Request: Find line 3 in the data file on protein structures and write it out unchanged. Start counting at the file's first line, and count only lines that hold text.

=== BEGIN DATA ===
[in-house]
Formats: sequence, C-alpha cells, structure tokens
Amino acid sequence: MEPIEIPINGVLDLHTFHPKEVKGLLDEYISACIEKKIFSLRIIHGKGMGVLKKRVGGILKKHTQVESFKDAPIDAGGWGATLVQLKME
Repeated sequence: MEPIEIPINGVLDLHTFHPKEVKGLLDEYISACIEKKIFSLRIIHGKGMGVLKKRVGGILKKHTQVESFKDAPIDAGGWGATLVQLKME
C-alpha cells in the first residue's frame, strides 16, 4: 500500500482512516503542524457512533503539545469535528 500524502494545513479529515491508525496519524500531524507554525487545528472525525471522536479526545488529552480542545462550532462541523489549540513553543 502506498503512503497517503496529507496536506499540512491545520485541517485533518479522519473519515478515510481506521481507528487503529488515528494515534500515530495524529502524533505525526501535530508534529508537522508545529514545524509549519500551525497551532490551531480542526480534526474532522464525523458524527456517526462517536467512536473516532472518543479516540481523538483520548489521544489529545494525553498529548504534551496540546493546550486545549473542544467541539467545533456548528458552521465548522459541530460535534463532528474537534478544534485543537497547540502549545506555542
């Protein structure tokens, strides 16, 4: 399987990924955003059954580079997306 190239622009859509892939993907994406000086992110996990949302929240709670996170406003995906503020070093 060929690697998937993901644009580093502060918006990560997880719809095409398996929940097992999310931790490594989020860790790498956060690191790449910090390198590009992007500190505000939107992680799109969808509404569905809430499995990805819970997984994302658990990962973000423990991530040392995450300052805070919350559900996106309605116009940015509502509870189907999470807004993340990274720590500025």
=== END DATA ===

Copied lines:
Amino acid sequence: MEPIEIPINGVLDLHTFHPKEVKGLLDEYISACIEKKIFSLRIIHGKGMGVLKKRVGGILKKHTQVESFKDAPIDAGGWGATLVQLKME